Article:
While writing applications most of us have the bad habit to abandon few pieces of code here and there in the process of optimization and performance tuning. Few lines of codes get completely replace by better ones and few need little tweaks here and there though, there is a good amount of code which is replaced by better ones not because they are useless but not suitable for that particular situation. Since we know this truth, we find it very hard to delete that code, instead we keep a copy of it somewhere in the same program in an area where few other codes are dumped. This place looks like a junk yard which has high potential but definitely not very organized one.
If somebody likes the code very much and does not want to throw it into the junk corner, they hide it under the comment section and put add a TODO or UTILS line above it, surely a very bad practice for production.
So, What to do with this Lovely Junk?
So what to do with this box full of good but unused code and where do we put it so it can be utilized in the later course of time? Definitely this box has to be kept far far away from the production code. Why? Since these codes have been replaced by others there is a big chance that the new code(generally a method, function or a Class) happens to have the same name and often same signature too. Its pretty clear that having multiple codes with same signature can have catastrophic effect in the later run when a new developer join the team.
A good solution would be to take the code away and put it in a repository where it feels safe and can be revisited and shared with other members. If the project is Open Source in nature, putting the junk code in an online code repository and in the organization’s own private code repository. One thing that has to be taken care of is that, it has to be put in a repository separate from the actual project. This will surely save time as developer does not have to re write the code again from scratch.
Happy Coding 🙂
Being a Software Developer I know how slow and counter productive developers get with time. Its not that we don’t get time to meet the deadline(although exceptions are always there), it is just our thought of thinking ourselves as highly efficient and over qualified.
We always hate testers since they put us back to work and make us clean up our own mess. But it is just their job to put developers on job and guide the software development on a right path. Sometimes I feel, it is the testers who put the developers on the right track.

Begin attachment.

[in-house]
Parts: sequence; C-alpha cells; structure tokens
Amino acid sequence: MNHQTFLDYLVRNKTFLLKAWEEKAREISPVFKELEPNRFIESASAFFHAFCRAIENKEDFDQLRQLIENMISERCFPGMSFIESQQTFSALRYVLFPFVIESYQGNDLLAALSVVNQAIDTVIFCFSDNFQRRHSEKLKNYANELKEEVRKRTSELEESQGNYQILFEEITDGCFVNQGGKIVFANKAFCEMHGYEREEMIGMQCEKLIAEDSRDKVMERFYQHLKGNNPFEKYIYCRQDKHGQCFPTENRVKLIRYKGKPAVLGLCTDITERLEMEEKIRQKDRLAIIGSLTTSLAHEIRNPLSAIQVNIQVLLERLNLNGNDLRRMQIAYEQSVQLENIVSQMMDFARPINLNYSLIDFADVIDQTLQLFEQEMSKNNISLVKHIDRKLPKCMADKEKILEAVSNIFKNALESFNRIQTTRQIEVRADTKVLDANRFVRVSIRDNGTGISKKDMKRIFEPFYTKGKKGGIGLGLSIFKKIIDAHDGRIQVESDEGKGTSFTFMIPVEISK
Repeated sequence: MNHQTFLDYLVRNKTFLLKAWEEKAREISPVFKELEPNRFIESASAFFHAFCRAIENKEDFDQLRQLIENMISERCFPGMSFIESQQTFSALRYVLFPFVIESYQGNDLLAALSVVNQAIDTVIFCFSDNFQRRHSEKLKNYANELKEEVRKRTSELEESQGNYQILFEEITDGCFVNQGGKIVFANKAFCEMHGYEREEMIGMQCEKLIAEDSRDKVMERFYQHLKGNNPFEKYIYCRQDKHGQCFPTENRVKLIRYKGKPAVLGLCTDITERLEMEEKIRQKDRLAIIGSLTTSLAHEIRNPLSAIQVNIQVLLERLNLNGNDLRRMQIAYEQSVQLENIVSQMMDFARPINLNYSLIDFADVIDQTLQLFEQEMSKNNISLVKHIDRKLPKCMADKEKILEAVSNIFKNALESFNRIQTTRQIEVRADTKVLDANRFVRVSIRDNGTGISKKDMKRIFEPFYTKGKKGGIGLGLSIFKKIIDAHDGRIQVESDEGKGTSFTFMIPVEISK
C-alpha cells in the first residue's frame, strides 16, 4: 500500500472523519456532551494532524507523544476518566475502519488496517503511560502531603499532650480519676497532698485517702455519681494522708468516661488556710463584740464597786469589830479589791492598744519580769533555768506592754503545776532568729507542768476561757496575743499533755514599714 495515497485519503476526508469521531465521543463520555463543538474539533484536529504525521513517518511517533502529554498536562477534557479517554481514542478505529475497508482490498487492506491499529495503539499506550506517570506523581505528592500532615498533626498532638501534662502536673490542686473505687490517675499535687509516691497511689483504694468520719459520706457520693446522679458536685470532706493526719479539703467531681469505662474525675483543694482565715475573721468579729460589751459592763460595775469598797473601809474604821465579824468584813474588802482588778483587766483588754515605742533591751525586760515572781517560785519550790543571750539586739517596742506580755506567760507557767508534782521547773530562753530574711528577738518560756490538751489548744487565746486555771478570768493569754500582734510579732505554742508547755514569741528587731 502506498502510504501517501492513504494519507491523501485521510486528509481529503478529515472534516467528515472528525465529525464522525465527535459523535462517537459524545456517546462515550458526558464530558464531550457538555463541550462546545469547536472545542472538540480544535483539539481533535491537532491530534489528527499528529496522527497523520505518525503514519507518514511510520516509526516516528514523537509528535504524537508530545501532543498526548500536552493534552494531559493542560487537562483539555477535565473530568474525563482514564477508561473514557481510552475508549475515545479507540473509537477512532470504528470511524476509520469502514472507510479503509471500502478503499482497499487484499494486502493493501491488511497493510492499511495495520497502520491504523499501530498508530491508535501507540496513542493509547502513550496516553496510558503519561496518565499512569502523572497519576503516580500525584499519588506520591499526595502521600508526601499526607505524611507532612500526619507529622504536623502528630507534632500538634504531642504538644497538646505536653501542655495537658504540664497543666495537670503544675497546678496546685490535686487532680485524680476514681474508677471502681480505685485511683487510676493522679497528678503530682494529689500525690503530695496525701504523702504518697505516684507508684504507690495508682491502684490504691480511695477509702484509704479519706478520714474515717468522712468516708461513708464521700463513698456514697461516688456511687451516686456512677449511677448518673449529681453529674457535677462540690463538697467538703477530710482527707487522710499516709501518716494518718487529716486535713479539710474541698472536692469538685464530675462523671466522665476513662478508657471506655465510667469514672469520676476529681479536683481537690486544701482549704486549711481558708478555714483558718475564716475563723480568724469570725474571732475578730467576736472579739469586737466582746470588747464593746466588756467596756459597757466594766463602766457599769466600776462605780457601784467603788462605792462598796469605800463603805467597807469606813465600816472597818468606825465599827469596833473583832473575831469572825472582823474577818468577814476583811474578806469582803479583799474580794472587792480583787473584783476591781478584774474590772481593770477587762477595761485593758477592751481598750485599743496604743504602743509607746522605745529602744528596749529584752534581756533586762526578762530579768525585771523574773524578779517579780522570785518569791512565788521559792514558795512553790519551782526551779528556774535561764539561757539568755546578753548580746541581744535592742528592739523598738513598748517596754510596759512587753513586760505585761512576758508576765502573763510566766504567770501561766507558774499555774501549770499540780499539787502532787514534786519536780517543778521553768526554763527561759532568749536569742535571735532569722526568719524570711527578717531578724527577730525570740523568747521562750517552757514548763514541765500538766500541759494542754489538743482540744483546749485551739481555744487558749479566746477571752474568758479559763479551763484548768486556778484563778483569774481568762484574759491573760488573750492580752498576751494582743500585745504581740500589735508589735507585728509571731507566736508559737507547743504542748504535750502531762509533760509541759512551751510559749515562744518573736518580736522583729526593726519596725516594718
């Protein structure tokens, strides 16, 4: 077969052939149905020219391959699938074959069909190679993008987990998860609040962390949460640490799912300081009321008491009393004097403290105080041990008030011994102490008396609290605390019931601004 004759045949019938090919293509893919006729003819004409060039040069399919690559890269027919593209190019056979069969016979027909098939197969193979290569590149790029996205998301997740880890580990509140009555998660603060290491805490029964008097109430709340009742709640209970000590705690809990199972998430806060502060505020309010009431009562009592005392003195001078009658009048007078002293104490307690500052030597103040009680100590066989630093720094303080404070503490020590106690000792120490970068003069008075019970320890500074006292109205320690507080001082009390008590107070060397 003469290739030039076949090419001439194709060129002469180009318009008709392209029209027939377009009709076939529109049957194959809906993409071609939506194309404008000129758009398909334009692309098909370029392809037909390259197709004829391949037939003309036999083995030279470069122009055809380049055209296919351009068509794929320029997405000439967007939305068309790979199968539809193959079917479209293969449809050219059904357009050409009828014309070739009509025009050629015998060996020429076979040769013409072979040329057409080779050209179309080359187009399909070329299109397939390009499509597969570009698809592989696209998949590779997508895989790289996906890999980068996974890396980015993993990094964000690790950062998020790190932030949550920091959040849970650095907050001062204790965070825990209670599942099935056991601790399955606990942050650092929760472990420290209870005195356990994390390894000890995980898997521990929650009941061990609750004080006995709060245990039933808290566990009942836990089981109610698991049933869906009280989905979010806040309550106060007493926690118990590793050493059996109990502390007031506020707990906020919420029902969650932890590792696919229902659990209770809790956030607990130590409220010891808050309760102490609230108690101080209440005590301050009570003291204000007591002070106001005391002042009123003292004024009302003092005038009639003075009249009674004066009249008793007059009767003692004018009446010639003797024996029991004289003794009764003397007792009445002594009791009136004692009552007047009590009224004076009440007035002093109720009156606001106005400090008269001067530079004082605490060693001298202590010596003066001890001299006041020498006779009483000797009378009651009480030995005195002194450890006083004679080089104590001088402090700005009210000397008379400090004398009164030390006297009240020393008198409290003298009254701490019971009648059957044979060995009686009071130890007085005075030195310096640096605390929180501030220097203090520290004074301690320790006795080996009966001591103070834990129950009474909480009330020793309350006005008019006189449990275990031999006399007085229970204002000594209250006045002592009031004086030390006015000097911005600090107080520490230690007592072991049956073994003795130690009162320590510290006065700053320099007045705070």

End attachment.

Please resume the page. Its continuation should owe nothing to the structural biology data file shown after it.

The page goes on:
But wait, sometimes even testers get lazy too. The code in alpha and pre releases gets their nod to be released but when the code is in production suddenly some tester would raise a finger on a very trivial issue that should have been found during the pre release stage.
This time I as a developer think how stupid and lazy the tester was for not to find this trivial bug, but eventually this thought comes back to me as a boomerang asking why on earth did the developer not notice such a blunder. At this time I feel serious identity crisis for myself.
There is a saying “Good developers write their own code, but the best developers utilize already written code“. Now having said that I must admit, almost every coder has a dream to right the code from scratch and never wants to manage and clean up someone’s mess.
Apparently very few lucky ones get that chance, rest of us have to cope up with the situation. The situation gets even worse when the code has already been changed by more than four or five different people. The person currently working on the code has to somehow understand and manage the coding styles and thinking of coders before him.
The best thing is that the current developer will surely manage to get the code working. This situation remains almost every time the developers change their jobs. There is a worst thing about this: no manager will let you get away with this silly argument, even though they themselves understand the situation very well.
What exactly did you do? This is just a minor change; This is a general question asked by several managers. The problem gets worse if the change is related to UI. The developer has to take care of several others elements nearby to move one simple button from left to right. In the outcome(from a user’s or manager’s perspective) it is just a re-positioning of a button, but it is the developer who knows the pain behind it.
Yes it is true that a good coding practice can reduce the amount of work, but don’t forget that the code has already been modified by several other developers who are not in the project any more, so the current person in the developer’s cap has to bear it.
Despite of all these things and situations we somehow learn to “MANAGE” and not to break any existing functionalities of the software. With time we get mature and acquire better skill sets to provide better solutions to problems and sometimes you get appreciations too for that. This little piece of appreciation helps developers a lot to again start thinking themselves as a better creatures, hence the cycle of fall and rise continues. We don’t get out of it and that’s why I hate software developers or more specifically myself.